Figure 1: Scheme of the different steps of the Vagineering project.

Modern hormonal contraceptive methods have been revolutionary for women in developed countries; however, they still exhibit a variety of challenges. Developing countries lack consistent access, hormonal contraceptives can produce harmful environmental effects, and some women are unable to use them due to health problems.

The Vagineering project looks to solve these issues with a novel, non-hormonal method. The goal is to create a lasting contraceptive using only bacteria, which can later be reversed by engineering the strain with a kill-switch.

Our team aims to engineer Lactobacillus jensenii, a bacterium from the vaginal flora, to produce two categories of proteins to prevent unintentional pregnancy. The first category is antimicrobial peptides (AMP). Indeed some AMPs showed significant inhibition of sperm motility effect. The second category is antisperm antibody (ASA). ASA were found in infertile human couples and have been identified. The goal of the project is to prove that our gram positive bacteria model Bacillus subtilis and Lactobacillus jensenii are able to produce such spermicidal molecules.

This non-hormonal contraception would be a long term contraception which takes place directly in the vagina where the vaginal microbiota would secrete spermicide in situ (Figure 2). It would be cheaper way of contraception, which is crucial for developing countries. Moreover this new kind of contraception would help to avoid some of the disadvantages of other contraceptives. This contraceptive would be reversible with kill-switches.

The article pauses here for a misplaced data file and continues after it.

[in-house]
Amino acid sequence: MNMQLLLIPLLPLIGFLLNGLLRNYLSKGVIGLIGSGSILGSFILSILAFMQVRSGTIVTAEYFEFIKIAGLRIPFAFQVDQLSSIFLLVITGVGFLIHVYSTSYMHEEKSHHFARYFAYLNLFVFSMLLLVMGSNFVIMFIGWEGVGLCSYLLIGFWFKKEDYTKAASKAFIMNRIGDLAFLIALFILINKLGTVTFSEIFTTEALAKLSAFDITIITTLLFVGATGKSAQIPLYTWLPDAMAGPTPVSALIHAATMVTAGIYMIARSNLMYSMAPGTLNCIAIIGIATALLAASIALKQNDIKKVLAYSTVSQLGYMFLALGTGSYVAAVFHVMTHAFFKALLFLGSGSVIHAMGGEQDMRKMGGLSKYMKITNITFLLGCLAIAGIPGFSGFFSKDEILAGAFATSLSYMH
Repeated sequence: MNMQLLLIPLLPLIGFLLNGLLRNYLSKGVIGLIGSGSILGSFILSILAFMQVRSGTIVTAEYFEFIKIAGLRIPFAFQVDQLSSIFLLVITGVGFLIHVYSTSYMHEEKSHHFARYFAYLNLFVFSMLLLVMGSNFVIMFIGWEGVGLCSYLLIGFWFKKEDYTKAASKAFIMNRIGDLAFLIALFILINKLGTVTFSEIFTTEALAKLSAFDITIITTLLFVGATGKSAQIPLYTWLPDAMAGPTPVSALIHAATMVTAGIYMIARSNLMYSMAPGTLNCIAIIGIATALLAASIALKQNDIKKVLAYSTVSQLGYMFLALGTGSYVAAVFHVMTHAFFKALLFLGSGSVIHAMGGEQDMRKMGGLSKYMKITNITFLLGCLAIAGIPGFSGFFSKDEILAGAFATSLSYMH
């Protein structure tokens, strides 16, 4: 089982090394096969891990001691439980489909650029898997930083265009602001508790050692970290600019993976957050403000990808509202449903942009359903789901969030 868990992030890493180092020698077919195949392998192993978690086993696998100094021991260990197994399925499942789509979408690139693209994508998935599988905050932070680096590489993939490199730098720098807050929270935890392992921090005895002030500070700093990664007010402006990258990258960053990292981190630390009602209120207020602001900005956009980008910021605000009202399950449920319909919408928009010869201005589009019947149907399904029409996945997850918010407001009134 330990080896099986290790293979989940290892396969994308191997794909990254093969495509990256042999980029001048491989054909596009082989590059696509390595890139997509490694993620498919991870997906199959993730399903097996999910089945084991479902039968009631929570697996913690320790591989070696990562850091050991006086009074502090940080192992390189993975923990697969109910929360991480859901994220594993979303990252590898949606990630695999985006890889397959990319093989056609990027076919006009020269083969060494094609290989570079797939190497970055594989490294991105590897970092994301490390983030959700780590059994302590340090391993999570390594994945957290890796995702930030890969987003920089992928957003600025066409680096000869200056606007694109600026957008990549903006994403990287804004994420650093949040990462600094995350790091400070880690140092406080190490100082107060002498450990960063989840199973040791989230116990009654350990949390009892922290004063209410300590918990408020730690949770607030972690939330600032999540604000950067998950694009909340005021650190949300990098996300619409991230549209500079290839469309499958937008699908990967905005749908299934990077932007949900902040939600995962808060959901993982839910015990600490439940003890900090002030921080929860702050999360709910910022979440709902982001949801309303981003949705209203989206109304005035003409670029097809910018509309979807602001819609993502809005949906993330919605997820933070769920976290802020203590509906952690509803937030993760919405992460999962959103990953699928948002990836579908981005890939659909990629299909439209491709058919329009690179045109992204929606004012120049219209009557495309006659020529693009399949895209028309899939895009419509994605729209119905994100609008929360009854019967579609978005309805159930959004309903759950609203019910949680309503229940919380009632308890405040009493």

Figure 2: Scheme of the action of the modifed bacteria in the vagina.

Additionally, our project contains a model study to help the characterization of the strain. This bioinformatic approach lead us to the finding and sequence design of promoters for L. jensenii. A sperm motility analysis was conducted to determine an efficient way to measure the motility of sperm depending on spermicidal molecules in their environment. Finally, our studies of this strain have produced a toolbox that will help other teams to further engineer this less-characterized bacterium. This toolbox contains protocols to grow and transform L. jensenii as long with our constructs and plasmids that we used during our work.

Figure 3: Objectives of our Human Practices studies.

As part of our human practices (Figure 3) we conducted a survey that lead us to create a comic book to popularize and explain the subjects of contraception and the vagina. Different events for science popularization were created in order to make the subject better known.